It was a fairly quiet week, except for the fire drill, and Book Club, and the High School meeting, and the Summer Reading Raffle, and Back to School Night. Oh, and the Chelsea-Liverpool soccer game today at lunch. Okay, it wasn’t really quiet.
The Summer Reading Raffle winners were Miles, Hailey, Erin, Anna, Juliette, Jacob, Brynne, Jada, and Bassem–some of them are pictured below with their prizes. Students did activities with their summer reading books such as creating new covers for them, training a dog to do a trick, and making pizza. You can see their work here. Prizes included an iTunes certificate, Barnes & Noble certificates, zombie hand window clings (yep!), and flamingo paper clips (because you need them).
Sylvaine and Ms B continue a conversation started in Book Club.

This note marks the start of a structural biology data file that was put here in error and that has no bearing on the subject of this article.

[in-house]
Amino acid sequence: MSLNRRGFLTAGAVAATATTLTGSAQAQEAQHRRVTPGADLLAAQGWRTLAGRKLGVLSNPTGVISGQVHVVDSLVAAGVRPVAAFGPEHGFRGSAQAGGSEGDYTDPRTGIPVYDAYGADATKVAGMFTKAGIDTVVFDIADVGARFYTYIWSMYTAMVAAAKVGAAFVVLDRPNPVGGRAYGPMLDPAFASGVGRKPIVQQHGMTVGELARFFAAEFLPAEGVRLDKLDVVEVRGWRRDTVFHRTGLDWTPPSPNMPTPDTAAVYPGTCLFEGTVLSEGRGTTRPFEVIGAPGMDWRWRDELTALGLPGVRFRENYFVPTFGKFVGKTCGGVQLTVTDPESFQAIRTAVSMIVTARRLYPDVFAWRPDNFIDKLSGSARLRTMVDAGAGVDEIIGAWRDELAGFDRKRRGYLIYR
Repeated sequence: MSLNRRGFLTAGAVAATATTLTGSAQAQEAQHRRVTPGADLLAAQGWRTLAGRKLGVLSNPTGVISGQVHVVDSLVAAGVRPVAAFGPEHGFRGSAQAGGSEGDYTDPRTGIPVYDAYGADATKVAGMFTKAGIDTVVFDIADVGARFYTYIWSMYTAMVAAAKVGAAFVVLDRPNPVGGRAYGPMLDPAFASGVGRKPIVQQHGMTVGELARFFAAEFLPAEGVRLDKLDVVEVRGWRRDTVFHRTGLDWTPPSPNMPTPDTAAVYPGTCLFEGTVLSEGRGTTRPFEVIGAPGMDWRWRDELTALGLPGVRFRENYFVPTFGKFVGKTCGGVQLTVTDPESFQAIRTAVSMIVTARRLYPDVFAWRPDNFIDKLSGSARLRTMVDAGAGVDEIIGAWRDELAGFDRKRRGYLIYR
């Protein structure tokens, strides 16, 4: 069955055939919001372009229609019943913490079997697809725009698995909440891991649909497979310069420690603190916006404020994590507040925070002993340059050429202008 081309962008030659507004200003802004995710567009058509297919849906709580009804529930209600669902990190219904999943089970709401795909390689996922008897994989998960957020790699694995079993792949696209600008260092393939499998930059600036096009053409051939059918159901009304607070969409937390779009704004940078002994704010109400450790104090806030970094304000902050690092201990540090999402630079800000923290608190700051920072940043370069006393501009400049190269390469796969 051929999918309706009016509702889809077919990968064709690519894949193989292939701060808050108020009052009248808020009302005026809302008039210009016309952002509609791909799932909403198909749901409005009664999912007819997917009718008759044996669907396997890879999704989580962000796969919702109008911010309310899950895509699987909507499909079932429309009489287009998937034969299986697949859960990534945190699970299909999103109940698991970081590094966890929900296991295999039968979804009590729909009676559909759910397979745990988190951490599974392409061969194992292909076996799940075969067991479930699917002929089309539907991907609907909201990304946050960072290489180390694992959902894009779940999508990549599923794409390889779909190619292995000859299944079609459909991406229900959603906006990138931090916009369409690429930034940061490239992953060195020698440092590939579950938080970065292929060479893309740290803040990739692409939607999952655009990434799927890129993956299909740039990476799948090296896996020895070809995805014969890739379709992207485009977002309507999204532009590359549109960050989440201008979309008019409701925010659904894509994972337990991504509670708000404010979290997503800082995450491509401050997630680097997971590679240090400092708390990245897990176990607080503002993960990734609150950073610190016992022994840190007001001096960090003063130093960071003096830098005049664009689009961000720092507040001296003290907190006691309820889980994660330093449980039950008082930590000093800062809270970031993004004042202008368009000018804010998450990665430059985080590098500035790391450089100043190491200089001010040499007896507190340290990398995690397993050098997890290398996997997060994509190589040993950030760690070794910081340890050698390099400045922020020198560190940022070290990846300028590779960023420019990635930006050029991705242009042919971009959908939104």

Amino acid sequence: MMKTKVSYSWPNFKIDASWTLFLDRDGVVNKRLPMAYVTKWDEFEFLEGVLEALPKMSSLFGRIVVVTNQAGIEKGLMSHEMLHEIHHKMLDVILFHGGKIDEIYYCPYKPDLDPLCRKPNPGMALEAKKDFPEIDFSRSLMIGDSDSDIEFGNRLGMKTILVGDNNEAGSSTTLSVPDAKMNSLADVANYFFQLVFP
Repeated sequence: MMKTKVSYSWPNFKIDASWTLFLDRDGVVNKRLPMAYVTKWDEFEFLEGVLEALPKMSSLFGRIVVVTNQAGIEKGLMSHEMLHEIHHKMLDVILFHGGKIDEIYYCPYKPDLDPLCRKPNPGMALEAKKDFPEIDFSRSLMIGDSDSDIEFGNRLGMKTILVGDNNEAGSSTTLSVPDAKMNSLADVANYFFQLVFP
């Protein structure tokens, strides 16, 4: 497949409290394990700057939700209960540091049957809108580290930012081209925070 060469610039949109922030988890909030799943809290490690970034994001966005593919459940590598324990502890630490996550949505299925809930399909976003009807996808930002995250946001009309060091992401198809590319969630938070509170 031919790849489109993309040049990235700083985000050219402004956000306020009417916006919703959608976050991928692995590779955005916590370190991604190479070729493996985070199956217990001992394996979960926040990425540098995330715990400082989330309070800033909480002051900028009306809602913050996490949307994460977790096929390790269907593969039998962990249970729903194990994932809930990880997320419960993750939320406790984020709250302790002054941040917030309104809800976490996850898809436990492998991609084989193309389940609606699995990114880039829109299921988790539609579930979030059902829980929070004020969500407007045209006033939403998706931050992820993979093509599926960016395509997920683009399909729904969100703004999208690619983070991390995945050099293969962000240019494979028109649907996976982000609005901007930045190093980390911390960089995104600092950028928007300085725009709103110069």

Since we all just had a nice stretch of time off to relax and read, there was much to talk about at our first Book Club meeting of the year. Ms Melinson’s favorite book she read this summer was I’ll Give You the Sun. She is currently reading Harry Potter and the Cursed Child, which Anny, Luca, and Josh have all read with mixed reviews (Josh & Luca thought it read more like fan fiction and would have liked more stage direction; Anny liked that it filled in some blanks from the original series). Ms Melinson is also acquiring the illustrated versions of the Harry Potter series. So far only the first one has been published. Anny reread all of the HP series this summer along with a bunch of other books including Listen to This and Secret Lives of Composers–both books about one of her passions, music. Anny also discovered the poet, Christina Rosetti, and has been reading a lot of her work.